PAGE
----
One of my students gave me a documentary to watch, called ‘Girl Rising’. It is about the power of education for girls in developing countries, and societies views of what a ‘girl’ should be (most often not involving education). This film has many different stories from girls all over the world, and is extremely powerful. I would recommend this highly if you are interested in this topic!
1. Consider this quote from A Letter to my Nephew: “if the word “integration” means anything, this is what it means, that we with love shall force our brothers to see themselves as they are, to cease fleeing from reality and begin to change it, for this is your home, my friend. Do not be driven from it. Great men have done great things here and will again and we can make America what America must become.” What do you see today, in acts conscious or unconscious, that could be defined as people “fleeing from reality” in education?
2. “Some people are smart in the elite-college way, some are smart in other ways, and some aren’t smart at all.” Even if we acknowledge various definitions of intelligence, this article in American Scholar brings up the notion that some people may not fit into any category of intelligence. If a person is emotionally, creatively, and intellectually ‘dumb,’ what value do they possess that others, especially the highly intelligent or perceptive, might lack? Can we be said to perversely worship all forms of intelligence like we do money, looks, and power?
3. What is something that you hope to do as a future educator that would require courage, as opposed to merely intellect?
For Claire, Heather, Alina, and Meghan
“You were born into a society which spelled out with brutal clarity and in as many ways as possible that you were a worthless human being. You were not expected to aspire to excellence. You were expected to make peace with mediocrity.”
This quote comes out of A Letter to My Nephew, but also applies closely to The Disadvantages of and Elite Education, and I think it encapsulates a lot of what we have discussed in class all semester. We get these ideas and expectations of certain people in our heads and it seems so hard to be able to change opinions. Deresiewicz similarly mentions, “The first disadvantage of an elite education, as I learned in my kitchen that day, is that it makes you incapable of talking to people who aren’t like you.” It’s hard to form this into a question, but how can we start to make a lasting change? What does it take to keep from having a “single story” about any one person?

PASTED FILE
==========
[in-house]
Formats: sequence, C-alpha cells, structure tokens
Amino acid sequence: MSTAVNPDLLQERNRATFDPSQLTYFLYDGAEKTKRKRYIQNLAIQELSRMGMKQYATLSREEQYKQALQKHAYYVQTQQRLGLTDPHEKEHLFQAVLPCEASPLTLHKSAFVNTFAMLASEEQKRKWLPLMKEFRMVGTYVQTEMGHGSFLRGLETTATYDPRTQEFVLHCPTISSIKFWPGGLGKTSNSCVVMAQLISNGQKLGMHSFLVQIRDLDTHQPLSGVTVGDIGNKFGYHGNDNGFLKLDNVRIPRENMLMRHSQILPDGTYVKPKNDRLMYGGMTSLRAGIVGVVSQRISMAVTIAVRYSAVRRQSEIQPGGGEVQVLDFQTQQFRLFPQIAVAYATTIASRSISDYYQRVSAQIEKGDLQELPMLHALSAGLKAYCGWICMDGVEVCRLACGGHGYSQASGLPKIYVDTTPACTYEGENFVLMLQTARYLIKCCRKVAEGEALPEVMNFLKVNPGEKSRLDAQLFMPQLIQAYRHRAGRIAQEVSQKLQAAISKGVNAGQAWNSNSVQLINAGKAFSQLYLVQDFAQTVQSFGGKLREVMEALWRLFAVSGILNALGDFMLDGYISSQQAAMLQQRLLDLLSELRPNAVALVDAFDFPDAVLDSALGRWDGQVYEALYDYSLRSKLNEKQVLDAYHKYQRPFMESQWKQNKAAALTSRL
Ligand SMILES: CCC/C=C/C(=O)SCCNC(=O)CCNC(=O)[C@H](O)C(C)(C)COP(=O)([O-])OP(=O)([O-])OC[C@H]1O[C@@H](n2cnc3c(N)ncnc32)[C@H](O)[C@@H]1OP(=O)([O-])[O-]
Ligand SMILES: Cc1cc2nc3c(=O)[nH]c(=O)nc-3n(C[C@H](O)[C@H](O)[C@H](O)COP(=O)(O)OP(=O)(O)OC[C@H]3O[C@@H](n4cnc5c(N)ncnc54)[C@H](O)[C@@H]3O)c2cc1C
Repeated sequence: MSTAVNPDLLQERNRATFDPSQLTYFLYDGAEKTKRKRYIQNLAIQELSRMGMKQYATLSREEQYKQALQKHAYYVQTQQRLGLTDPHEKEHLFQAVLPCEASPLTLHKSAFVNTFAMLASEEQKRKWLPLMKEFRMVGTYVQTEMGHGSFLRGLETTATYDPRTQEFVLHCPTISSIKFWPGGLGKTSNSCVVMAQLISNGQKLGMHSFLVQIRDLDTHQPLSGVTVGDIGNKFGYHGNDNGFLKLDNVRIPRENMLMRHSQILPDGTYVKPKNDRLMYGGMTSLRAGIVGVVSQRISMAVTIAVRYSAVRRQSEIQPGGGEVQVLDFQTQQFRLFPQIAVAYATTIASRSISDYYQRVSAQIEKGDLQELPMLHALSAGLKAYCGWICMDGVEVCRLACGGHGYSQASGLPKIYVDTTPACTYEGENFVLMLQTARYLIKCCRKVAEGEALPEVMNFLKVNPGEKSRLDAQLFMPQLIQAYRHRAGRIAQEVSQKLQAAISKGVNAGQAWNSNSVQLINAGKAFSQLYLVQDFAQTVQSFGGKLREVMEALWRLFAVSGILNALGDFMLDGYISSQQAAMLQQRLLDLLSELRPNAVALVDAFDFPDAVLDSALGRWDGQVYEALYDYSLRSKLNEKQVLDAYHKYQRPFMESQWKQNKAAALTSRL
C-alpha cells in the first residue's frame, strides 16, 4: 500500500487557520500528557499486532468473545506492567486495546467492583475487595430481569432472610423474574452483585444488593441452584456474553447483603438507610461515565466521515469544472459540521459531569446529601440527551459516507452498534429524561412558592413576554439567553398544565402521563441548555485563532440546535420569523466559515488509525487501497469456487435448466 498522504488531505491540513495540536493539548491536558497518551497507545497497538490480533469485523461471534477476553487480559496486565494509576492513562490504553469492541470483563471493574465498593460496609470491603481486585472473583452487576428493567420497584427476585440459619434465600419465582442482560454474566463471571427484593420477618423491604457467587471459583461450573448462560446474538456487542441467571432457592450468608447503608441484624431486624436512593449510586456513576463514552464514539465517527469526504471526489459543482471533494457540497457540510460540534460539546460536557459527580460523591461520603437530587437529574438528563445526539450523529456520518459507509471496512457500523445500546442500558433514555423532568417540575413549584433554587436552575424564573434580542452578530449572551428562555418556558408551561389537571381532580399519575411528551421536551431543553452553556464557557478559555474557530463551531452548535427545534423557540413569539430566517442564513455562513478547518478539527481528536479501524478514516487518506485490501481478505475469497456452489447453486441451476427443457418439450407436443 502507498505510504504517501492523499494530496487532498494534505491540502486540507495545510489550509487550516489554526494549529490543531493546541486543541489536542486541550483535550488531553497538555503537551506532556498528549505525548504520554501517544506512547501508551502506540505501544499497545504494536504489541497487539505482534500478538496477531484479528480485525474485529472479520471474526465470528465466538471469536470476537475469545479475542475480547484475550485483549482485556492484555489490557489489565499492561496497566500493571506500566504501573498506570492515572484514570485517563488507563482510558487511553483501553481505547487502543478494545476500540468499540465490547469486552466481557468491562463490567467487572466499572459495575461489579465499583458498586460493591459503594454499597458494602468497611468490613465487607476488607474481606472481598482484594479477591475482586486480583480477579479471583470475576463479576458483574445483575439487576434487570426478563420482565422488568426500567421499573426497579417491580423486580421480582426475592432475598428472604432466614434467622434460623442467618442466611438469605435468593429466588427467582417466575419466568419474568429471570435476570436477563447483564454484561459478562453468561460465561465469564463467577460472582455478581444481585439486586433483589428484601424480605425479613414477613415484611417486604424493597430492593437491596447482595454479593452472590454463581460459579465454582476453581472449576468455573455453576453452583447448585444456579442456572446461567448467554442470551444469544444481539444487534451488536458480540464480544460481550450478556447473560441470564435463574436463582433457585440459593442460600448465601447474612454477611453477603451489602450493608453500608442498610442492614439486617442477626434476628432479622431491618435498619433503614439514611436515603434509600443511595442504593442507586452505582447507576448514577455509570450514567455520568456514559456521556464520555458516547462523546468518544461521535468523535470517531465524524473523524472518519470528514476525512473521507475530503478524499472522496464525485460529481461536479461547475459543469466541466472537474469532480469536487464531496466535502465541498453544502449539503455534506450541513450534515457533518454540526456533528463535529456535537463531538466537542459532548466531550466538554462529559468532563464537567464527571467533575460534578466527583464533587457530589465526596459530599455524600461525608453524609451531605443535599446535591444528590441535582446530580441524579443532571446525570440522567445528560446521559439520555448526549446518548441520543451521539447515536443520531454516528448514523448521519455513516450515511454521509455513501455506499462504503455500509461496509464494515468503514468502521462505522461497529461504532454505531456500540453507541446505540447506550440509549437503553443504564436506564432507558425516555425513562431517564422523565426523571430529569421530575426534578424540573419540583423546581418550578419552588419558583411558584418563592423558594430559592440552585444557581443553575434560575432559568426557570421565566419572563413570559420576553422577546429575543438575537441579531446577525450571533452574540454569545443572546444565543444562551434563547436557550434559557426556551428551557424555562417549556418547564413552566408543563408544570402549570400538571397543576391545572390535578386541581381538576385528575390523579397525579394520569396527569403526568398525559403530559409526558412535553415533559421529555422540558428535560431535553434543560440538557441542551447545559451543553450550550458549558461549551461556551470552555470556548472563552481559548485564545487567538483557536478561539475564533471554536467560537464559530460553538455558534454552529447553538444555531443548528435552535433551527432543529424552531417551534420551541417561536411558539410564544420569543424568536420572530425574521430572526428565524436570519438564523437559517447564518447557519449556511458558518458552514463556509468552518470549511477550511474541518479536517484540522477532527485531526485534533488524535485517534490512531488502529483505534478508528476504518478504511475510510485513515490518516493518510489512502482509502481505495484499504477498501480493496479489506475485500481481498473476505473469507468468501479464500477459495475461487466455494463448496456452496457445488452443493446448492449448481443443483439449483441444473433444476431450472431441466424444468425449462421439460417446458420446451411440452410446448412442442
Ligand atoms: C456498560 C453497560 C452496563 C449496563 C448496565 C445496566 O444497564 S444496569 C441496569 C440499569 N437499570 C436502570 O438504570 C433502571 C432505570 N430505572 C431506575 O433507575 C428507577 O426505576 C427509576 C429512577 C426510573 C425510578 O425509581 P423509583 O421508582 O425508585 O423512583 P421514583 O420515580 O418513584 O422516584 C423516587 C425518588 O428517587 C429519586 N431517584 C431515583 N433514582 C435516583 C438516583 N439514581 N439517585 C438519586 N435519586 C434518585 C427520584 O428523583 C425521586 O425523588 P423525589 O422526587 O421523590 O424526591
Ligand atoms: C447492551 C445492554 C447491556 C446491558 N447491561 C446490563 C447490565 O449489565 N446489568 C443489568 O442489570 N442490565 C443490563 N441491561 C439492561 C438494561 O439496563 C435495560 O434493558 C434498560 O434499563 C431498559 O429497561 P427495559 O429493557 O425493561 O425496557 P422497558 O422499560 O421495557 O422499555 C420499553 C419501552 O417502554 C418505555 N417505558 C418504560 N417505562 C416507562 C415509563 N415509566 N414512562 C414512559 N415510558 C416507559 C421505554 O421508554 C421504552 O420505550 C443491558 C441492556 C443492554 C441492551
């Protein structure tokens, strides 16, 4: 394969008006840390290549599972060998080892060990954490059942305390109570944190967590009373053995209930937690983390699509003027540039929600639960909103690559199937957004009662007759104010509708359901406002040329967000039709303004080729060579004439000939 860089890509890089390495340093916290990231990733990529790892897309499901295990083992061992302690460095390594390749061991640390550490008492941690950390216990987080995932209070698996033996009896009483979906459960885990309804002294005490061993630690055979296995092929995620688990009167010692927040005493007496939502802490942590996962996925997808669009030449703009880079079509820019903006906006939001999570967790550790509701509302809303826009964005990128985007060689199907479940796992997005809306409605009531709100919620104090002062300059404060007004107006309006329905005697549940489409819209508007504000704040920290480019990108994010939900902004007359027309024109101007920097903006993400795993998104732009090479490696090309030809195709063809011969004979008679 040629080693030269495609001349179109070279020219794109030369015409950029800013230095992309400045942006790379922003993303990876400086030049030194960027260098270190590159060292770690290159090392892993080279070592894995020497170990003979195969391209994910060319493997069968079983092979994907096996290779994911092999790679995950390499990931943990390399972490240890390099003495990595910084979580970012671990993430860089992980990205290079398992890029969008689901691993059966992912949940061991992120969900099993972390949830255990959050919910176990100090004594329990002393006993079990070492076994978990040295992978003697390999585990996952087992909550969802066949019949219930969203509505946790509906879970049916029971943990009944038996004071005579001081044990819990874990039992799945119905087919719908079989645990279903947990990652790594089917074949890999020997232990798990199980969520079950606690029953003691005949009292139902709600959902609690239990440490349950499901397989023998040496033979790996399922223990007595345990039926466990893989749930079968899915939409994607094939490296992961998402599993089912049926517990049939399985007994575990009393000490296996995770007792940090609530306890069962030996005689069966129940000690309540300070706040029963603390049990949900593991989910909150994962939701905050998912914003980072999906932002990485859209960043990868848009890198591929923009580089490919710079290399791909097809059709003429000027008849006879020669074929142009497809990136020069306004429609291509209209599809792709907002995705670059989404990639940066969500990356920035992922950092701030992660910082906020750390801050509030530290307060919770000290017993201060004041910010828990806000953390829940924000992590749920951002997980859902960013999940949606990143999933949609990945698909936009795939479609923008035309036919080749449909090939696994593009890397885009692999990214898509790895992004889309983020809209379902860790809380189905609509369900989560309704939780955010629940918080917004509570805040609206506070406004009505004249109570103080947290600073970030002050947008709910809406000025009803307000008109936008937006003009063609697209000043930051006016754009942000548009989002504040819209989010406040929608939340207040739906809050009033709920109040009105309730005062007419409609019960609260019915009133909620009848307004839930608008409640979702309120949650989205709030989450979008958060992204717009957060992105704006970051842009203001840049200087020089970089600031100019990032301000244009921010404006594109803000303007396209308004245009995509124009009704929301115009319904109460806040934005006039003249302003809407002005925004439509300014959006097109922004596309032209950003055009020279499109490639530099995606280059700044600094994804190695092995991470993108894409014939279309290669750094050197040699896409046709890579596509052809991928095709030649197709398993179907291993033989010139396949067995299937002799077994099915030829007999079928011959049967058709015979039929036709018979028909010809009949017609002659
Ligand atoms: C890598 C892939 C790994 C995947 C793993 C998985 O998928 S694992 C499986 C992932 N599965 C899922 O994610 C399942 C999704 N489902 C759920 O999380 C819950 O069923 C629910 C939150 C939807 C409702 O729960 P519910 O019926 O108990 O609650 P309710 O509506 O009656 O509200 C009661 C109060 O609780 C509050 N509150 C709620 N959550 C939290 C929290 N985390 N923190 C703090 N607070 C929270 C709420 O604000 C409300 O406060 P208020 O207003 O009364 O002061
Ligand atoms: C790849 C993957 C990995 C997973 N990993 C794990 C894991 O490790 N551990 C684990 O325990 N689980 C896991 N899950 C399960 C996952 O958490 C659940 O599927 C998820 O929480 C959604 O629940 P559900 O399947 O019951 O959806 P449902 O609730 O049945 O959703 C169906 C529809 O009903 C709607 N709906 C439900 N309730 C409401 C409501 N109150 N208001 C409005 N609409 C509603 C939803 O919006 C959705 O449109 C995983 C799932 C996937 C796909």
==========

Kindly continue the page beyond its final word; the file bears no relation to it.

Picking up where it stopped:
This video is from a TED Talk with writer Chimamanda Adichie and is a powerful speech about the danger of having only one story or opinion of people. It is a long clip, but you can get the gist from a few minutes of listening. This is what came to mind for me when I did the reading and thought about our class as a whole this semester.
Thinking back to last week’s discussion, we talked a lot about how as a society we place higher “value” or are hyper sensitized to some lives over others. I thought this article was shocking, not only because of the scenario it explains, but because these girls have been missing for two weeks, yet I have seen no mention of it in the media. I could have missed it, but you would think that 234 abducted women would not be able to go unnoticed.
First is the article that I just mentioned: http://www.smithsonianmag.com/smart-news/two-weeks-234-abducted-nigerian-schoolgirls-are-still-missing-180951236/?utm_source=facebook.com&no-ist
Second, is another titled “200 girls are missing in Nigeria- so why doesn’t anybody care?” which touches upon some of what we talked about in class: http://www.theguardian.com/commentisfree/2014/apr/23/200-girls-missing-nigeria-care-sewol-tragedy
An interesting perspective by journalist Jason Whitlock on the NBA’s Donald Sterling ruling. I think it relates well to our class discussions regarding race, culture and power in America. The ruling can be viewed via video on espn.com; compare Whitock’s perspective to “Stephen A’s take” (on video). -abe
Group Members – Arunima, Jessie, and Kayla
1. The Stand Up video touches on the very important topic of teacher evaluation. This directly ties in to the reasoning behind merit-based pay, which has been discussed in our class (including a presentation) on multiple occassions. While they were the widely supported during their stand against the MAP test, the teachers at Garfield High School also received some criticism regarding their concerns with being evaluated through this test. As a future or current educator, how do you relate to this complex issue of teacher evaluation? Is it necessary to subject students to standardized tests without merit – such as the MAP – just to evaluate teachers, while concurrently reducing instructional time by teaching to these tests?
2. The readings by Baldwin and Deresiewicz discuss how people are excluded based on the expectations that society has from them. Furthermore, their exclusion is based on social, economical, or even cultural capital (diploma from an Ivy League instituition). Deresiewicz states that “There is no point in excluding people unless they know they have been excluded” (p.3). As teachers, voluntarily or not, we are a part of this process of exclusion when we constrain students to state-wide or nation-wide testing that teaches students to evaluate themselves in terms of test scores alongside their peers. How would you empower students to rise above such external factors and come to terms with their individuality?